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Can Siri Advise You When to Launch?

November 4, 2011

Siri went mute yesterday, leaving many with the impression that the most hyped feature of the iPhone 4s, the most hyped product launch this fall, was premature. The product wasn’t ready.

Apple’s no startup, but like a startup, it’s often faced with the question of when to launch a product.

One lean startup mantra is “continuous launch.” The idea is to let customer reaction drive product development, because 1) that eliminates the waste of time and effort that goes into developing what they don’t want, and 2) customer actions in response to the product itself are the best way to gather good data about what they really want.

Our experience is that real entrepreneurs hate this advice.  They usually argue against following it on three slightly different grounds:

  • I’ve only got one chance to make a first impression. I’ve got a hypothesis about what will work for my customers, supported by what I consider to be sufficient evidence. If I launch and the thing doesn’t work, or crashes their computer, the Internet will be buzzing with how lousy my product is.  My company will get a bad reputation, we won’t be able to get good press later, future customers will have to take a leap of faith that we’ve improved, on top of the leap of faith they’re already taking, just to try a new product.  They won’t do it, and we’ll be screwed.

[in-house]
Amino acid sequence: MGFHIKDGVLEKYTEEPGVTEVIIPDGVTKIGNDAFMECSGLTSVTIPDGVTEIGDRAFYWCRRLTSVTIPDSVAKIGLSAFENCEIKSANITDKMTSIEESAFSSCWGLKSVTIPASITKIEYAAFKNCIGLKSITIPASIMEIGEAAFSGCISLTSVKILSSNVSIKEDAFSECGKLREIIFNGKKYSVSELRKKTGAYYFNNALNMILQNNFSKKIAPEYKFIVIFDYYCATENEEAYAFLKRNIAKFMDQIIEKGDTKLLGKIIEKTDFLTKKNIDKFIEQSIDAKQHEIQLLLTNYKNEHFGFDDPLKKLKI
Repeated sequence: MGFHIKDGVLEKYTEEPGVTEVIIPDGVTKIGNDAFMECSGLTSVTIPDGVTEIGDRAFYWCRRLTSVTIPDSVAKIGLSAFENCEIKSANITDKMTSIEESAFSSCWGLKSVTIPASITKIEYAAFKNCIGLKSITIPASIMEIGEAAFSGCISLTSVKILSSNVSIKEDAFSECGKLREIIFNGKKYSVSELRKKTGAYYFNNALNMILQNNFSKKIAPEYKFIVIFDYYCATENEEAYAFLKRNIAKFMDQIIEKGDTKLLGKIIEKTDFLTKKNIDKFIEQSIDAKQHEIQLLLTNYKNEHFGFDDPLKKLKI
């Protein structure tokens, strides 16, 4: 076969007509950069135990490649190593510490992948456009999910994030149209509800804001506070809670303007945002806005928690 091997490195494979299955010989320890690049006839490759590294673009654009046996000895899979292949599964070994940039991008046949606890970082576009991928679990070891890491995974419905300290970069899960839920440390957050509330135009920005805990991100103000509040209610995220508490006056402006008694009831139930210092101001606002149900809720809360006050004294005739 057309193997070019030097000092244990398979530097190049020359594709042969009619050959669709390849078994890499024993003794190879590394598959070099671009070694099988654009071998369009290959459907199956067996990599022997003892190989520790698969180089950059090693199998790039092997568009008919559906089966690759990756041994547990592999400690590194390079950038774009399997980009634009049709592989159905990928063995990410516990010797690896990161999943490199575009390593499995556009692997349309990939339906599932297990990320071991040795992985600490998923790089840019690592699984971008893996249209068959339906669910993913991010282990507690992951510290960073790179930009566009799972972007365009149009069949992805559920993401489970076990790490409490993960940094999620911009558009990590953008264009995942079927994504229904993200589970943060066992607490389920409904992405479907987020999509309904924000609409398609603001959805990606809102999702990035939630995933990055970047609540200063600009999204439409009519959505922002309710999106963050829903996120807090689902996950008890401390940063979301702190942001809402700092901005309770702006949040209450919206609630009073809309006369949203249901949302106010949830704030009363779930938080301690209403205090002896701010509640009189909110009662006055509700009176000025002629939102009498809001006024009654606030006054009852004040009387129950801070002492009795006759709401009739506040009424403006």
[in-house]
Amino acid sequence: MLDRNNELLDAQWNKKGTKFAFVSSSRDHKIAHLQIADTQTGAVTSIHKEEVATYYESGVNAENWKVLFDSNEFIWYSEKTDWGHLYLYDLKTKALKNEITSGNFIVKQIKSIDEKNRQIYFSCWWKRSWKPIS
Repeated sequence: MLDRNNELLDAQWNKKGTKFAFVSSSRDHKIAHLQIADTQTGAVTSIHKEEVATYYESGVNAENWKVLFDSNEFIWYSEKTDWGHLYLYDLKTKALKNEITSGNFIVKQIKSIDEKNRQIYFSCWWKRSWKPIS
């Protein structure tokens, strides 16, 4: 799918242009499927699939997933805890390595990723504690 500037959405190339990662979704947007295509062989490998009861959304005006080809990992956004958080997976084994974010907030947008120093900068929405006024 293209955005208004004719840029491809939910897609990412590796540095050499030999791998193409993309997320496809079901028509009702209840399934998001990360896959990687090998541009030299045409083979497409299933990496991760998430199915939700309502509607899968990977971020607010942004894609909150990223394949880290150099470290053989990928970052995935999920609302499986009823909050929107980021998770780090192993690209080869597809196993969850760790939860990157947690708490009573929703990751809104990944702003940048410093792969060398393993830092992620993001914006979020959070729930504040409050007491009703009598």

• I don’t control my channel partners; it’s a big win just to convince them to let me play in their market.  They will not give me access to their customers, and will not invest in testing themselves.  I’ve got to rely on indirect evidence, and I’ve got to make my product as bulletproof and fully featured as resources allow to give it the best chance of succeeding.
  • My product has a set of features that work together to create value for the customer.  If Steve Jobs had launched the iPod without iTunes, it would have been just another mp3 player.  I’ve got to build out all the important aspects of my product before I can do any testing that will yield relevant results.

In short, early exposure can erode brand value and yield misleading data about the market.  Taking these fears seriously, the question becomes, how do you eliminate development waste and gather good data while avoiding these pitfalls?

We welcome your suggestions.

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